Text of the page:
World is better place, thanks to John Paul II
The man who came into the world as Karol Joseph Wojtyla left it as John Paul the Great, to be remembered as one of the great religious leaders of modern history.
Consider this legacy:
n Pope John Paul II, at age 58, was the youngest man to be named pope in 125 years.
n Born in Poland, he was the first non-Italian pope in 455 years.
n By visiting 120 nations during the third-longest papacy in history, he touched millions of lives like no other pope.
He was conservative in his moral views, reaffirming the Catholic church’s ban on artificial birth control and denouncing in vitro fertilization, abortion, euthanasia, divorce, sex outside marriage, homosexual relations and same-sex unions.
John Paul kept the priesthood closed to women, yet allowed altar girls.
He was critical of the political activism of priests in South America, yet his rejection of communism made him a key figure in the upheaval that defined Europe in the 1980s and resulted eventually in the fall of the Iron Curtain.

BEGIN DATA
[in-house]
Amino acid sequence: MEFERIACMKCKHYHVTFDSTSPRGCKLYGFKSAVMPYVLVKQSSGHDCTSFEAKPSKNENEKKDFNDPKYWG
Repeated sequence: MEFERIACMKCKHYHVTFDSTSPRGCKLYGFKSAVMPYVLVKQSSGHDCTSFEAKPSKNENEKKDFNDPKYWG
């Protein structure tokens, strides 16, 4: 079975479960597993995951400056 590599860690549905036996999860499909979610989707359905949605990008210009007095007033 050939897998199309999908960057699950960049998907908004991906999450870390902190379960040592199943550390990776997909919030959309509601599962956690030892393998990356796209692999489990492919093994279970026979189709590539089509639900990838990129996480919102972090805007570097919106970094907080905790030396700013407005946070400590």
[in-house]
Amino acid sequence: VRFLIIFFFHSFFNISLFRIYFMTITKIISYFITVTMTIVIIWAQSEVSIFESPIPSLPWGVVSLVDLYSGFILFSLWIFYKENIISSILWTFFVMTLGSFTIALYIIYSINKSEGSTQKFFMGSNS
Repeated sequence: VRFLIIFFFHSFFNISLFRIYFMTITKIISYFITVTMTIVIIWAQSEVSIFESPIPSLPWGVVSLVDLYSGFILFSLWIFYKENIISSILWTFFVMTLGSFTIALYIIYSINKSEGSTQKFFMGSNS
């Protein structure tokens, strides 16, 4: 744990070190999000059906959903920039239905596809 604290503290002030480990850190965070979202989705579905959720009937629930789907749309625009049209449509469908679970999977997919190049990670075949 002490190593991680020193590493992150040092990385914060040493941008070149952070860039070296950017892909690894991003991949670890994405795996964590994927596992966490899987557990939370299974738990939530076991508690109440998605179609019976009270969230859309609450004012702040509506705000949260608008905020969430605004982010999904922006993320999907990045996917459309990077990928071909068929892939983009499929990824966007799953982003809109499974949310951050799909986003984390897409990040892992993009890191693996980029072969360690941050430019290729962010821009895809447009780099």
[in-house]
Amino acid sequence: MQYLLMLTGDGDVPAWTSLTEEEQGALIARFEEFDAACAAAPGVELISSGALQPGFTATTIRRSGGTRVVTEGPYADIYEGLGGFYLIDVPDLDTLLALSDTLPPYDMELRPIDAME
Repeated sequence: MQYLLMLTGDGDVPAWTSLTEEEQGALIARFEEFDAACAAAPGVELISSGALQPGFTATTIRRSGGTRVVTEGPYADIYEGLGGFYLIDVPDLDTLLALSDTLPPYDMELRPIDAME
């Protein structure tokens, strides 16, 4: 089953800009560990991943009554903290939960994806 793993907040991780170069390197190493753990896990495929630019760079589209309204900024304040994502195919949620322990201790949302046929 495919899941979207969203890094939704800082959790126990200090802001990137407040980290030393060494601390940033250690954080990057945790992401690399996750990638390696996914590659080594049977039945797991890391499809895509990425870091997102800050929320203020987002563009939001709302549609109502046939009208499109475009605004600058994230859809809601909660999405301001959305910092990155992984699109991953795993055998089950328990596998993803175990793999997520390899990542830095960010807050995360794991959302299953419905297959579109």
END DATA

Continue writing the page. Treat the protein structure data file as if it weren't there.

And for all the attention he commanded on a world stage, it was Pope John Paul II’s ability to communicate to people at a personal level that earned him love and respect far beyond the Catholic faith. He ate with factory workers, went skiing and frequently waded into crowds of adoring people.
Perhaps no moment better defined his combination of humility and strength as when he went to a prison to visit Mehmet Ali Agca, the 23-year-old Turk who had gravely wounded him in 1981 in St. Peter’s Square. He forgave Agca.
It will be up to the Catholic church to determine whether John Paul II is worthy of sainthood and will truly be remembered among the greatest of popes. But if it is enough in a man’s life to have left the world a better place, few in this age could compare.